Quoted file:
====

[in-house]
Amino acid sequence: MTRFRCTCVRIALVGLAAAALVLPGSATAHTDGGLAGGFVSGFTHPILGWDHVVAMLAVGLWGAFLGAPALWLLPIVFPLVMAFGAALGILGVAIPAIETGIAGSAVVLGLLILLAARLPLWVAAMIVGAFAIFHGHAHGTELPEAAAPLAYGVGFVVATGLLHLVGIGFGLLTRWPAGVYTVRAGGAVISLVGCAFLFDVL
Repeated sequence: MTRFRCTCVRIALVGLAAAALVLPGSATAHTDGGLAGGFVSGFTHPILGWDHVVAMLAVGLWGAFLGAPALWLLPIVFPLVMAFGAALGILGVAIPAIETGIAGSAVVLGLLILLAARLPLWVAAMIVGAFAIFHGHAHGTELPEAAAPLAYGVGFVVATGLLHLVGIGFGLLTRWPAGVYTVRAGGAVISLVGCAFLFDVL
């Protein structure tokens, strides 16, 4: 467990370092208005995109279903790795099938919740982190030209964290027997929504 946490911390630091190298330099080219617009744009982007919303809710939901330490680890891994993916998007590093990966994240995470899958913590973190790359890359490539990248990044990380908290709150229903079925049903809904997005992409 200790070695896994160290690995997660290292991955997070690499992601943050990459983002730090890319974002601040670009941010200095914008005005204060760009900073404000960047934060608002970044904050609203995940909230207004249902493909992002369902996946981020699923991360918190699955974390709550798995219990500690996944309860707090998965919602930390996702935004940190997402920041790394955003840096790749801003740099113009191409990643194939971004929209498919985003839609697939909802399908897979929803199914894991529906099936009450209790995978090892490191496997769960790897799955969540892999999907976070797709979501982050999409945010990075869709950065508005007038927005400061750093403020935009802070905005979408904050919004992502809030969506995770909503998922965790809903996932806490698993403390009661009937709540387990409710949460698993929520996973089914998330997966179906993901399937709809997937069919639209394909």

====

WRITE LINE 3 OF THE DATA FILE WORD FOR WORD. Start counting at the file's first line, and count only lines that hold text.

Repeated sequence: MTRFRCTCVRIALVGLAAAALVLPGSATAHTDGGLAGGFVSGFTHPILGWDHVVAMLAVGLWGAFLGAPALWLLPIVFPLVMAFGAALGILGVAIPAIETGIAGSAVVLGLLILLAARLPLWVAAMIVGAFAIFHGHAHGTELPEAAAPLAYGVGFVVATGLLHLVGIGFGLLTRWPAGVYTVRAGGAVISLVGCAFLFDVL